Growing up in the south was just awesome. I’m sorry for anyone who didn’t get that upbringing because I got a healthy dose of biscuits & gravy, collard greens, blackeyed peas and fried everything – okra, chicken and yes, even an occasional fried Oreo.
So when I was a little girl I grew up eating fried chicken. We’d devour it Sundays after church. We’d haul it to our football tailgates. We’d speak well of the dead as we bit into a juicy piece of fried chicken after a funeral (unless the deceased was a little crazy, then we would just do the polite thing and say, “Well bless his heart…”).
I’ve been raised on 3 generations of fried chicken. My great grandmother’s (Motherdear, as we called her) my grandmother’s (known as Granny) and my mother’s (who has now claimed the title, THE Nana) chicken frying expertise has long been documented in our family. (My mouth is watering a little just thinking about their batches of perfectly brown, crispy chicken sitting on a plate, even as I type.)
But sadly, I’m afraid this southern tradition of cutting up a whole chicken by hand, cleaning out the gizzards and innards, soaking the pieces in buttermilk, shaking them in a brown paper bag full of flour, salt & pepper and frying them in a skillet full of Crisco may come to an end with The Nana.
Why, you ask? Why can’t I carry on the tradition? Why can’t I bring that indescribable food joy to my family?
I’ve got a one ugly word answer for you.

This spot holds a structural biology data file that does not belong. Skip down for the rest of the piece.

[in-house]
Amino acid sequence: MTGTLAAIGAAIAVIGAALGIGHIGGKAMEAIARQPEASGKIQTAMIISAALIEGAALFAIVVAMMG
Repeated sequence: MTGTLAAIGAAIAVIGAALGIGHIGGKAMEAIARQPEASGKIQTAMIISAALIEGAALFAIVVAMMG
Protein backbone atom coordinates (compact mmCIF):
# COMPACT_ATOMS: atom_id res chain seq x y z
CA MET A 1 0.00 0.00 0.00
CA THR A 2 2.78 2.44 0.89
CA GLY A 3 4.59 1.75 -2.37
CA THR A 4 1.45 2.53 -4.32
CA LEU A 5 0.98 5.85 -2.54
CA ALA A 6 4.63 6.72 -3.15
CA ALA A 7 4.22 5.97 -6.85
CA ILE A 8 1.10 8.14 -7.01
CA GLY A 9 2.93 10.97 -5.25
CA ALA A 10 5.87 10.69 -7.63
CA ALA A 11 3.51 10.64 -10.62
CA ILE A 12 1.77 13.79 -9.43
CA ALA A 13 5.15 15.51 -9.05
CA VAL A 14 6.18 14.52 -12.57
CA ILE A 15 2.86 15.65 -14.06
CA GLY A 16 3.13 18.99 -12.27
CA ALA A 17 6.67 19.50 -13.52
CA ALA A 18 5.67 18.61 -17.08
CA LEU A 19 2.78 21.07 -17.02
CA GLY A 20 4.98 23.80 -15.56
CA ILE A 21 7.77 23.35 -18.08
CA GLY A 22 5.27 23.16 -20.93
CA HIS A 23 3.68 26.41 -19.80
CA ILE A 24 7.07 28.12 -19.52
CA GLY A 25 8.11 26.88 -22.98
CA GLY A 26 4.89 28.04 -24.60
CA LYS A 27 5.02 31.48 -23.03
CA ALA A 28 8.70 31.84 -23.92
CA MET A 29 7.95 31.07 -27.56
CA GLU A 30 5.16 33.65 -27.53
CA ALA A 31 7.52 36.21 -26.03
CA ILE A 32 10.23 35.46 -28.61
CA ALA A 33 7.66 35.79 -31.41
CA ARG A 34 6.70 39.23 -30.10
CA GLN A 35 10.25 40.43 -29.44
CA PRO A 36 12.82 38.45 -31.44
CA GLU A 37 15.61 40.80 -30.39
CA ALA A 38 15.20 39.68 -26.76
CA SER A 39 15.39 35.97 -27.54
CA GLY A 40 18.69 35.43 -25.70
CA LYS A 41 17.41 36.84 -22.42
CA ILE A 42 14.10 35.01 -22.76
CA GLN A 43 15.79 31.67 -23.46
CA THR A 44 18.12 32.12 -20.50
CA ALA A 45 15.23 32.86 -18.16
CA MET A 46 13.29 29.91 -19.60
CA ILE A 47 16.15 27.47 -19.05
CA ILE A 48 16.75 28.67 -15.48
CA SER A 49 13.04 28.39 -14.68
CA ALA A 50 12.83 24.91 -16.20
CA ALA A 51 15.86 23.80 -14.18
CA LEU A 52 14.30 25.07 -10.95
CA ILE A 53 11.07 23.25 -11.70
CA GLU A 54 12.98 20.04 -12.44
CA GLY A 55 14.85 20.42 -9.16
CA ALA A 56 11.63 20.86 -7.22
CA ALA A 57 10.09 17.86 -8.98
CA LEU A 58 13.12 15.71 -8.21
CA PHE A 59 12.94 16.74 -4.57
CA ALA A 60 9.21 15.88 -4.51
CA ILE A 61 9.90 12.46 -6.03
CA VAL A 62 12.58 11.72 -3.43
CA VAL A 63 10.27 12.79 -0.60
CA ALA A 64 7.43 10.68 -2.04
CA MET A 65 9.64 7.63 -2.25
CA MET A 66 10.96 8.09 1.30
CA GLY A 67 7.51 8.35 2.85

And it ain’t cholesterol.
It’s gluten. That’s right, I’ve been hit with a gluten intolerance so all fried foods are a big no-no for me. See life doesn’t always work out the way we think it will. I figured I’d be frying chicken for decades and would one day pass that baton to my daughter to carry on. (And before any of you say there’s GF flour out there just stop. I appreciate it but it just ain’t the same as regular ‘ol Martha White.)
And I’ve learned over the past 4 weeks that the Apostle Paul’s life didn’t work out the way he thought it would, either. He thought he would be going to Rome to preach the good news and would bring thousands to know Christ through that preaching. He was partly right, partly wrong. He did (and continues to) bring thousands to know Christ, but it was from a jail cell. He wrote much of the New Testament while he was in jail, waiting to be executed. And through those writings we get a wealth of information, instruction and wisdom.
Paul’s jail sentence was obviously much worse than my giving up one of my all time favorite foods. But this verse holds true for both circumstances: “I have learned the secret of being content in any and every situation, whether well fed or hungry, whether living in plenty or in want. I can do everything through Christ who gives me strength.” (Philippians 4:11-13)
Learning to be content – no matter what your circumstances – is one of the keys to a peaceful, joyful life. So enjoy what you do have and do not lament over what seems to be lost. Choose joy today.
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